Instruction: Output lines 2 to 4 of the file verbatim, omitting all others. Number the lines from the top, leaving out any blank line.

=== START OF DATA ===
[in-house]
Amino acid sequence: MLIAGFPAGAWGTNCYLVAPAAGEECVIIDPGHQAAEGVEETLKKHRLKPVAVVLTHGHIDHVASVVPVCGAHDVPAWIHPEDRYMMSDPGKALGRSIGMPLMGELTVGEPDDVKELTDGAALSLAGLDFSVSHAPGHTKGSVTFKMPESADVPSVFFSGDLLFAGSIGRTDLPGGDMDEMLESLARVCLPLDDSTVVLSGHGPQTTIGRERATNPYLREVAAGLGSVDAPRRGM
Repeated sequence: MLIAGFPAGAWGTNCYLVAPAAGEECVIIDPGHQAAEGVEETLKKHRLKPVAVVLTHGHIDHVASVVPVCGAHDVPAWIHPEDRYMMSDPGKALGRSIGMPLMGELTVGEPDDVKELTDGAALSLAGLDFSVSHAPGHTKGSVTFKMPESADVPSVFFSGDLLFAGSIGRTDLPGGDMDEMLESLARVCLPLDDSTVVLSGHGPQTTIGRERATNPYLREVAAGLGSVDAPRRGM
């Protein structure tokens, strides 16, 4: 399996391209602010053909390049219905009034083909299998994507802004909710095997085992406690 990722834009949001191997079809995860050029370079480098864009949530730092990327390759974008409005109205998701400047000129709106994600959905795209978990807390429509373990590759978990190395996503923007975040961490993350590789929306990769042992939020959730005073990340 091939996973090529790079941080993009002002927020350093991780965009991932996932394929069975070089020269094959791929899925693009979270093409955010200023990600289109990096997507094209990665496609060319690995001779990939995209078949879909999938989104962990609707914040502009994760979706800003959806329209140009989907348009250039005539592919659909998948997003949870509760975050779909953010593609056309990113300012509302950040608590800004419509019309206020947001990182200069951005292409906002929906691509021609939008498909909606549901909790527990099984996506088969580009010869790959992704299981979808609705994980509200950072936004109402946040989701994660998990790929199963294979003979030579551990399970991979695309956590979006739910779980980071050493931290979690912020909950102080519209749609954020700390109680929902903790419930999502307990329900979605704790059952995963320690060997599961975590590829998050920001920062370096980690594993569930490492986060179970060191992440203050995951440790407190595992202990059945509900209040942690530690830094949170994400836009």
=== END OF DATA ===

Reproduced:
Amino acid sequence: MLIAGFPAGAWGTNCYLVAPAAGEECVIIDPGHQAAEGVEETLKKHRLKPVAVVLTHGHIDHVASVVPVCGAHDVPAWIHPEDRYMMSDPGKALGRSIGMPLMGELTVGEPDDVKELTDGAALSLAGLDFSVSHAPGHTKGSVTFKMPESADVPSVFFSGDLLFAGSIGRTDLPGGDMDEMLESLARVCLPLDDSTVVLSGHGPQTTIGRERATNPYLREVAAGLGSVDAPRRGM
Repeated sequence: MLIAGFPAGAWGTNCYLVAPAAGEECVIIDPGHQAAEGVEETLKKHRLKPVAVVLTHGHIDHVASVVPVCGAHDVPAWIHPEDRYMMSDPGKALGRSIGMPLMGELTVGEPDDVKELTDGAALSLAGLDFSVSHAPGHTKGSVTFKMPESADVPSVFFSGDLLFAGSIGRTDLPGGDMDEMLESLARVCLPLDDSTVVLSGHGPQTTIGRERATNPYLREVAAGLGSVDAPRRGM
């Protein structure tokens, strides 16, 4: 399996391209602010053909390049219905009034083909299998994507802004909710095997085992406690 990722834009949001191997079809995860050029370079480098864009949530730092990327390759974008409005109205998701400047000129709106994600959905795209978990807390429509373990590759978990190395996503923007975040961490993350590789929306990769042992939020959730005073990340 091939996973090529790079941080993009002002927020350093991780965009991932996932394929069975070089020269094959791929899925693009979270093409955010200023990600289109990096997507094209990665496609060319690995001779990939995209078949879909999938989104962990609707914040502009994760979706800003959806329209140009989907348009250039005539592919659909998948997003949870509760975050779909953010593609056309990113300012509302950040608590800004419509019309206020947001990182200069951005292409906002929906691509021609939008498909909606549901909790527990099984996506088969580009010869790959992704299981979808609705994980509200950072936004109402946040989701994660998990790929199963294979003979030579551990399970991979695309956590979006739910779980980071050493931290979690912020909950102080519209749609954020700390109680929902903790419930999502307990329900979605704790059952995963320690060997599961975590590829998050920001920062370096980690594993569930490492986060179970060191992440203050995951440790407190595992202990059945509900209040942690530690830094949170994400836009």